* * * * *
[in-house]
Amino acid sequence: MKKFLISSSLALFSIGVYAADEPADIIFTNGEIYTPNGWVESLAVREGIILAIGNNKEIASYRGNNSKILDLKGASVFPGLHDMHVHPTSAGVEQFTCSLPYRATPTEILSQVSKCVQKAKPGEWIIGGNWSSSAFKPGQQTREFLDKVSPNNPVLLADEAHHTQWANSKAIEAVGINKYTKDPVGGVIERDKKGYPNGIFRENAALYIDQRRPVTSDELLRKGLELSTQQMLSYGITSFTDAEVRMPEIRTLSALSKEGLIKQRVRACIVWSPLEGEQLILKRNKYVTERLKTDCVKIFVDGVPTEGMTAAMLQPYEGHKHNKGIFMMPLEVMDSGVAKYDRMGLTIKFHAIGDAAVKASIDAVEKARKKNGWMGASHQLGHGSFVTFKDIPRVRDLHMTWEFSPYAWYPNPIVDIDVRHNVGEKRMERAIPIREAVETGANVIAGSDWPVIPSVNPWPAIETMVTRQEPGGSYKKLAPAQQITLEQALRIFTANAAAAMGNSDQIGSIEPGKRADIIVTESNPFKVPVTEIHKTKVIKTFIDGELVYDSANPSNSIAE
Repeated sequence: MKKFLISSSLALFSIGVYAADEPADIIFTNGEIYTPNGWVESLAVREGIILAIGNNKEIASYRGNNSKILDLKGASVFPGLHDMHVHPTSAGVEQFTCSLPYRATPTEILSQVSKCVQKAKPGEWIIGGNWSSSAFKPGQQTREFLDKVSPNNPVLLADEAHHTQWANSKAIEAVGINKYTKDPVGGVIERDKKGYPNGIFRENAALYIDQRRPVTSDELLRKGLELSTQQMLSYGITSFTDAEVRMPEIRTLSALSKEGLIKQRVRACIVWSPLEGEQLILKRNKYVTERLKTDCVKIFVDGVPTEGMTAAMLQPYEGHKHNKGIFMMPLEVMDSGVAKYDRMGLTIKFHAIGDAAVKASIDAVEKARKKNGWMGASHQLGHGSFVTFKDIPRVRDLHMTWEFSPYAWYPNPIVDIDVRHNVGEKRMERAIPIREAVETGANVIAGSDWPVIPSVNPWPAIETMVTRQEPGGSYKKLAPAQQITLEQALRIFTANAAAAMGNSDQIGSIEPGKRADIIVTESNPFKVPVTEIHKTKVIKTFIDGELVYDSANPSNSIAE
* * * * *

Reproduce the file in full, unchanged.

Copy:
[in-house]
Amino acid sequence: MKKFLISSSLALFSIGVYAADEPADIIFTNGEIYTPNGWVESLAVREGIILAIGNNKEIASYRGNNSKILDLKGASVFPGLHDMHVHPTSAGVEQFTCSLPYRATPTEILSQVSKCVQKAKPGEWIIGGNWSSSAFKPGQQTREFLDKVSPNNPVLLADEAHHTQWANSKAIEAVGINKYTKDPVGGVIERDKKGYPNGIFRENAALYIDQRRPVTSDELLRKGLELSTQQMLSYGITSFTDAEVRMPEIRTLSALSKEGLIKQRVRACIVWSPLEGEQLILKRNKYVTERLKTDCVKIFVDGVPTEGMTAAMLQPYEGHKHNKGIFMMPLEVMDSGVAKYDRMGLTIKFHAIGDAAVKASIDAVEKARKKNGWMGASHQLGHGSFVTFKDIPRVRDLHMTWEFSPYAWYPNPIVDIDVRHNVGEKRMERAIPIREAVETGANVIAGSDWPVIPSVNPWPAIETMVTRQEPGGSYKKLAPAQQITLEQALRIFTANAAAAMGNSDQIGSIEPGKRADIIVTESNPFKVPVTEIHKTKVIKTFIDGELVYDSANPSNSIAE
Repeated sequence: MKKFLISSSLALFSIGVYAADEPADIIFTNGEIYTPNGWVESLAVREGIILAIGNNKEIASYRGNNSKILDLKGASVFPGLHDMHVHPTSAGVEQFTCSLPYRATPTEILSQVSKCVQKAKPGEWIIGGNWSSSAFKPGQQTREFLDKVSPNNPVLLADEAHHTQWANSKAIEAVGINKYTKDPVGGVIERDKKGYPNGIFRENAALYIDQRRPVTSDELLRKGLELSTQQMLSYGITSFTDAEVRMPEIRTLSALSKEGLIKQRVRACIVWSPLEGEQLILKRNKYVTERLKTDCVKIFVDGVPTEGMTAAMLQPYEGHKHNKGIFMMPLEVMDSGVAKYDRMGLTIKFHAIGDAAVKASIDAVEKARKKNGWMGASHQLGHGSFVTFKDIPRVRDLHMTWEFSPYAWYPNPIVDIDVRHNVGEKRMERAIPIREAVETGANVIAGSDWPVIPSVNPWPAIETMVTRQEPGGSYKKLAPAQQITLEQALRIFTANAAAAMGNSDQIGSIEPGKRADIIVTESNPFKVPVTEIHKTKVIKTFIDGELVYDSANPSNSIAE